During the CR program, several cardiovascular risk factors, physical performance and patient-reported outcome measures were improved. The proportion of current smokers was significantly reduced from 35% to 15%. The mean endurance training load was increased by 21 watts. The percentage of lifestyle change-motivated patients and those who reported excellent or very good self-assessed health prognoses was improved (p<0.001 for all). All scores on subjective health questionnaires (e.g. PHQ-9, HAF-17, WHO-5, SF-12 and IRES-24) were significantly improved with SES to a mild to moderate extent. The changes in the physical and mental scales of the SF-12 (+5.7/+6.1 points) and IRES-24 (physical health +1.2, mental health +1.4, pain 1.0) and in the WHO-5 (+18.3%-points) exceeded the MID. However, the proportion of patients who rated their occupational prognosis negatively increased significantly from 41% to 45% (Table 2).

Table 2. Functional parameters and risk factors and patient-reported outcome measures at baseline and discharge from cardiac rehabilitation (N = 1,262; mean ± standard deviation; n and percentage).

Follow-up data

In the follow-up survey, 864 patients (68.5%) returned to work and 67 patients (5.3%) reported having retired, while 79 (6.3%) had applied for pension. Eighty nine patients (7.1%) were unemployed six months after CR and 190 (15.1%) were still on sick leave. Furthermore, 194 (15.4%) patients had experienced readmission to acute hospital care for any cardiac event.

Data for HRQL were available for 1,181 patients (94%). The mean score was 45.5±10 points on the physical component summary scale and 48.9±11 points on the mental component summary scale. Scores for HRQL 6 months after CR were significantly correlated to return to work (age and sex adjusted OR = 1.08/1.06 per point on the physical/mental component summary scale; p<0.001). In general, patients reported a moderately or substantially improved health status due to CR in 935 (74.7%) cases and an enhanced occupational or physical capacity in 876 (69.9%) cases.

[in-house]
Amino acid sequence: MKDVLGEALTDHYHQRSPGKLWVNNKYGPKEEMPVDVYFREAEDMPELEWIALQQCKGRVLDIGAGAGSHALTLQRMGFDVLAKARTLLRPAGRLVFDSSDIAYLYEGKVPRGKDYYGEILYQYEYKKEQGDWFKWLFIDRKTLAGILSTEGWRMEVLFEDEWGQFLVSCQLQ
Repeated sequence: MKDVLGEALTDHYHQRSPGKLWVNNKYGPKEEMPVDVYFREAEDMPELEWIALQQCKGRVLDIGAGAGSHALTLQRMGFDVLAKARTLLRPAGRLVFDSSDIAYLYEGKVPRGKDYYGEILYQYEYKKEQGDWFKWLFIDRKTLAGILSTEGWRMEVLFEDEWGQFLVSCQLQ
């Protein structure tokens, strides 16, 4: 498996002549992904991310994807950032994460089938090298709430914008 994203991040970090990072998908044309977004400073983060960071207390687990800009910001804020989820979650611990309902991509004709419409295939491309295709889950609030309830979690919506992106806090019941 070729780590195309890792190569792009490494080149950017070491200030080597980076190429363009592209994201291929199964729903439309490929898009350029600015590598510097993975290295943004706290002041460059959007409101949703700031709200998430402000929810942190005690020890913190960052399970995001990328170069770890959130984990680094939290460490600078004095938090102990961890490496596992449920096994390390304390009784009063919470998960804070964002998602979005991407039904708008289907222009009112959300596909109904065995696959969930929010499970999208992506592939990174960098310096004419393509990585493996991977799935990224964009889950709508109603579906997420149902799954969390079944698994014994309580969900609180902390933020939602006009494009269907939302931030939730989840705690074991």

Predictors of occupational resumption and quality of life after cardiac rehabilitation

Acute coronary syndrome as an indication diagnosis and comorbid heart failure upon CR admission were negatively associated with return to work, while a higher endurance training load, HRQL, a high educational level and work stress detected at CR admission had a positive impact on return to work. Patients’ pension desire and self-assessed negative occupational prognoses at discharge from CR reduced the probability of returning to work six months after discharge from CR by 67% and 66%, respectively. Additionally, an improvement in mental HRQL by 10 points between CR admission and discharge resulted in an improved probability of returning to work by 30%, whereas an enhancement of heart-focussed anxiety during CR reduced the chances of returning to work by 29% per point difference on the HAF-17. However, the latter association achieved no statistical significance (Fig 2).

Fig 2. Predictors of returning to work after cardiac rehabilitation, imputed model.